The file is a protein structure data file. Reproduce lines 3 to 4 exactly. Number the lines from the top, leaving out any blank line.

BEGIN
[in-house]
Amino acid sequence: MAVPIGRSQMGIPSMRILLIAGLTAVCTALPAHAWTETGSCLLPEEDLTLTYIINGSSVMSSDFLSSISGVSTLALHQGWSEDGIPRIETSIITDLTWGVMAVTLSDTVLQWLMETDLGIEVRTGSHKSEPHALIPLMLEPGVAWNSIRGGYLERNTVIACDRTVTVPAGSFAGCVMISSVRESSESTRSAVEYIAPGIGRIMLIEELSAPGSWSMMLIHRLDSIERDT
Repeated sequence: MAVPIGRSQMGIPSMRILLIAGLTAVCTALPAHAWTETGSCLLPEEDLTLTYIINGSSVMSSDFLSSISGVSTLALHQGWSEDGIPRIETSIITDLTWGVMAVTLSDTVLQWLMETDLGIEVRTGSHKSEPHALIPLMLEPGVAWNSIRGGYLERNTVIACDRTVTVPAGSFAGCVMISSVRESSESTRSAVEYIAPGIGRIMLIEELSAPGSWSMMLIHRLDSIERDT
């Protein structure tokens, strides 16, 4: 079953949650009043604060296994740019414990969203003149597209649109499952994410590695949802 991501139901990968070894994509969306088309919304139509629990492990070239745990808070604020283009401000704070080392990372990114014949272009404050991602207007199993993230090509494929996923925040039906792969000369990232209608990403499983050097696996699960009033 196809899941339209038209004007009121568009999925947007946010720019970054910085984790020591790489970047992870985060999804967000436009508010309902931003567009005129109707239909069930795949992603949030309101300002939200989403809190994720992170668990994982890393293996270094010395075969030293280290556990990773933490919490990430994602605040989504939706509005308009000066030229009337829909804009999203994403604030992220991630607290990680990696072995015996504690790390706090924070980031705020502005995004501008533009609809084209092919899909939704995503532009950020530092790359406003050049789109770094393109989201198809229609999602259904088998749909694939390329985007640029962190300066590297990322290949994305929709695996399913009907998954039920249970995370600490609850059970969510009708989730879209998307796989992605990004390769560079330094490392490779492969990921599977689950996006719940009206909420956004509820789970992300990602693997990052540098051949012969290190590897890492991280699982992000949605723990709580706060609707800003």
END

Repeated sequence: MAVPIGRSQMGIPSMRILLIAGLTAVCTALPAHAWTETGSCLLPEEDLTLTYIINGSSVMSSDFLSSISGVSTLALHQGWSEDGIPRIETSIITDLTWGVMAVTLSDTVLQWLMETDLGIEVRTGSHKSEPHALIPLMLEPGVAWNSIRGGYLERNTVIACDRTVTVPAGSFAGCVMISSVRESSESTRSAVEYIAPGIGRIMLIEELSAPGSWSMMLIHRLDSIERDT
């Protein structure tokens, strides 16, 4: 079953949650009043604060296994740019414990969203003149597209649109499952994410590695949802 991501139901990968070894994509969306088309919304139509629990492990070239745990808070604020283009401000704070080392990372990114014949272009404050991602207007199993993230090509494929996923925040039906792969000369990232209608990403499983050097696996699960009033 196809899941339209038209004007009121568009999925947007946010720019970054910085984790020591790489970047992870985060999804967000436009508010309902931003567009005129109707239909069930795949992603949030309101300002939200989403809190994720992170668990994982890393293996270094010395075969030293280290556990990773933490919490990430994602605040989504939706509005308009000066030229009337829909804009999203994403604030992220991630607290990680990696072995015996504690790390706090924070980031705020502005995004501008533009609809084209092919899909939704995503532009950020530092790359406003050049789109770094393109989201198809229609999602259904088998749909694939390329985007640029962190300066590297990322290949994305929709695996399913009907998954039920249970995370600490609850059970969510009708989730879209998307796989992605990004390769560079330094490392490779492969990921599977689950996006719940009206909420956004509820789970992300990602693997990052540098051949012969290190590897890492991280699982992000949605723990709580706060609707800003």